From Automotive News:

Ghosn’s co-defendant, Greg Kelly, was released on bail Dec. 25. An American director at Nissan, Kelly is accused of helping Ghosn falsify company financial filings to hide some $80 million in deferred compensation. Kelly is restricted from leaving Japan.

Ghosn faces a separate indictment for breach of trust. That charge alleges he temporarily shifted 1.85 billion yen ($16.5 million) in personal swap contract losses to Nissan and had Nissan pay $14.7 million to a business associate who allegedly helped Ghosn handle the red ink.

If found guilty, Ghosn faces up to 10 years in prison. Ghosn and Kelly deny all charges.

[Image: Nissan]

 

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6 Comments on “Ghosn Leaves Japanese Jail in Disguise, Out on $8.9 Million Bail...”


  • avatar
    Lorenzo

    The Japanese must be feeling international pressure if they released him to, in effect, house arrest. Not just pressure groups, but the French Government.

    Since Ghosn and Kelly have been removed and the threat of a Nissan-Renault merger is gone, the logical move is to end the standoff in some complicated maneuver where they are convicted but pay a fine and and are expelled.

    What becomes of the alliance with Renault is another question, but Nissan and Mitsubishi together are in better shape than when they joined the alliance.

    • 0 avatar
      Hydromatic

      I wouldn’t be surprised if, when the dust settles, the machinations of the French Government result in kneecapping any chance of Nissan being profitable in Europe for the foreseeable future. Hell, I wouldn’t be surprised if Renault decided to formally stick its big toe back into the U.S. market. After all, even the folks over at Groupe PSA are contemplating a return to the U.S., last I’ve heard.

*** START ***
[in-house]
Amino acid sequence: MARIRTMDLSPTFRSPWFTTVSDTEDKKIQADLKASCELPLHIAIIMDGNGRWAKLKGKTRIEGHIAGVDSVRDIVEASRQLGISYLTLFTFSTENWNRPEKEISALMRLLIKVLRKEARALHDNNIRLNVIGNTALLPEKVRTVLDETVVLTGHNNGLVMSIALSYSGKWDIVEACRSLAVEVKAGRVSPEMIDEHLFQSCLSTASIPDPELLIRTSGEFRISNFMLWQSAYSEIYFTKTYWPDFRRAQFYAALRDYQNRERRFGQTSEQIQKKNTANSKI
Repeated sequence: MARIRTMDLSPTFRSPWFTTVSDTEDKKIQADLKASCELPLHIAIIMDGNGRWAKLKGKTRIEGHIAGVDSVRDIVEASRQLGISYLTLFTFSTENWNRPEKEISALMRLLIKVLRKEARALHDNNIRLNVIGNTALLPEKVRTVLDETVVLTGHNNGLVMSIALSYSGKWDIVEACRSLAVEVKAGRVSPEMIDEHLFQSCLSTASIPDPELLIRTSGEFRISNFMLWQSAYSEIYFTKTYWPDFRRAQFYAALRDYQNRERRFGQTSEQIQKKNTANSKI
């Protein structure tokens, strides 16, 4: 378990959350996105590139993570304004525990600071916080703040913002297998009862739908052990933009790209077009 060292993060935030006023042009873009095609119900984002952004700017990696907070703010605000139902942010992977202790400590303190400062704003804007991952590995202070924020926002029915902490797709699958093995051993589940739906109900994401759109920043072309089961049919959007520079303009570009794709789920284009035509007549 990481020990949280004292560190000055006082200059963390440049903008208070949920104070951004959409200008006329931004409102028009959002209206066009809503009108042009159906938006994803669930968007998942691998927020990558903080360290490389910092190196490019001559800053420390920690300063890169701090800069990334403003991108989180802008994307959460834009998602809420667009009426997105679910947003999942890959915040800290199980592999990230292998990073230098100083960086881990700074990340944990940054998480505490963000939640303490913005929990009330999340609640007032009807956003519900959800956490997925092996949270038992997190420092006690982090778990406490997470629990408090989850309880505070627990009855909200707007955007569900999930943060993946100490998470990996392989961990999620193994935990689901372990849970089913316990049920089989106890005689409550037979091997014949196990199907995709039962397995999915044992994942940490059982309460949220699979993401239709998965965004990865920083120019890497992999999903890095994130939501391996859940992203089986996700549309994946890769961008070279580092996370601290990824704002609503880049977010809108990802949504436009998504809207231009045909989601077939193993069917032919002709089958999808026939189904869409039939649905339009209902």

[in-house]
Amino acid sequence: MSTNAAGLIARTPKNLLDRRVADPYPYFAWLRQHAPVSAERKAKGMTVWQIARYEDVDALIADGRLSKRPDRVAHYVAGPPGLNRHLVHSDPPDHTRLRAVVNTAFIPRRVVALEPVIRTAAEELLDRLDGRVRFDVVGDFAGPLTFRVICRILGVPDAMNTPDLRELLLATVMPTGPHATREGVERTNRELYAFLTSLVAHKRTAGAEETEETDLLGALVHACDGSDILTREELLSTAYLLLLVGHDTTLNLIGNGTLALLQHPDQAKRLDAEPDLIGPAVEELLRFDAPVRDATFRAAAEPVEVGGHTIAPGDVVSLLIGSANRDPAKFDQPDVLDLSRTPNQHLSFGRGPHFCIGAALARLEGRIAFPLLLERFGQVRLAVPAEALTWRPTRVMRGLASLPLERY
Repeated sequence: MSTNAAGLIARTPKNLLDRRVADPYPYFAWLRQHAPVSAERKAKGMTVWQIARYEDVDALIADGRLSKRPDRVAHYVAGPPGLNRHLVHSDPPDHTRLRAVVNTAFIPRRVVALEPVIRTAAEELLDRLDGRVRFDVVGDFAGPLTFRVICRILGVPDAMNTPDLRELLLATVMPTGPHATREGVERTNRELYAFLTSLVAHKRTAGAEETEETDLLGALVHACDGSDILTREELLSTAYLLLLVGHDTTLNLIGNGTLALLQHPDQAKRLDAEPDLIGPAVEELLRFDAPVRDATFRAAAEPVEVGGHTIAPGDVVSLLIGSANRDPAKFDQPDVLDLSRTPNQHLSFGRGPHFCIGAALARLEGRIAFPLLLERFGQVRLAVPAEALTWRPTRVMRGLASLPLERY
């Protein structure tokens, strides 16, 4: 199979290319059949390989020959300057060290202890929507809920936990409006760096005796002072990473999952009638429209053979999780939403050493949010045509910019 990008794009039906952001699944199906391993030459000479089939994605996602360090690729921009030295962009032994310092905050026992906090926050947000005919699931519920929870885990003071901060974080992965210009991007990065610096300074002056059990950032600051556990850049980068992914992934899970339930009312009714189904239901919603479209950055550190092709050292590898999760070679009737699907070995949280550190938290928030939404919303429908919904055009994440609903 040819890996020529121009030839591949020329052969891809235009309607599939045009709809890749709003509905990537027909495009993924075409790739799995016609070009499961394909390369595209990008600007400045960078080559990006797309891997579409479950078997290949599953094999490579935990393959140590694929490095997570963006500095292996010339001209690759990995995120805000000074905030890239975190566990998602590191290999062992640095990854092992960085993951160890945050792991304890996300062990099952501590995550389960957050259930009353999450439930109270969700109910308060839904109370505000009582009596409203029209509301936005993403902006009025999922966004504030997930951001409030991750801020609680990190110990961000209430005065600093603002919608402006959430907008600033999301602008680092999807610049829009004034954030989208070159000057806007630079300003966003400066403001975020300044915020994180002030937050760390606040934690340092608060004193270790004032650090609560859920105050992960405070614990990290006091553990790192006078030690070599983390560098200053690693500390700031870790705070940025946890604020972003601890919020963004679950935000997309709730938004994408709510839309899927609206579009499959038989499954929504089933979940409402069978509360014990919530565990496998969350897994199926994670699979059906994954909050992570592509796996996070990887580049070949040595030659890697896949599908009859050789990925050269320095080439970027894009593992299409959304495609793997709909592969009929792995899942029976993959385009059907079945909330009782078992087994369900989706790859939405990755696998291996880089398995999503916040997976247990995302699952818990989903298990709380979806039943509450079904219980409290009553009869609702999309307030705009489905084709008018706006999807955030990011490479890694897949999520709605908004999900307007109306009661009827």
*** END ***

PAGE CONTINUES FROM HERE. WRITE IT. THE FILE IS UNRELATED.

• avatar
    ect

    “has expressly forbid “???? Arrrggghhhh!!!

    It would be correct to say “has expressly forbidden”, or “has forbade”.

    Is literacy truly optional these days?

  • avatar
    twotone

    Maybe Ghosn and Meng Wanzhou can rent a flat together. Japan and Canada are not bad places to be under “house arrest.” Sounds like five-star resorts compared to Chinese, Russian or US prisons.

  • avatar
    analogman

    There’s an old Japanese saying, “The nail that sticks out gets hammered down”. Ghosn stuck out too much, and the Japanese decided to hammer him down.

    I’ve done business in Japan for many years and have spent a lot of time there. It’s a culture that prizes conformity above all else, with rigid social mores and protocols that demand deference and soft-spoken politeness (which is usually insincere). It’s also a culture deeply mistrustful of foreigners. I suspect Ghosn is just not their kind of guy. His brashness and abrasiveness went against everything that is demanded in Japanese culture. I think his plan to more fully merge Renault and Nissan was the last straw to the proud Japanese, and led to a palace coup.

    He is probably not the nicest guy, and likely has some skeletons in the closet. Put any senior corporate executive under a magnifying glass and you’ll always find something potentially inappropriate. But I suspect he had more than enough money of his own and better things to do than to blatantly break rules and squeeze a few extra nickels for himself.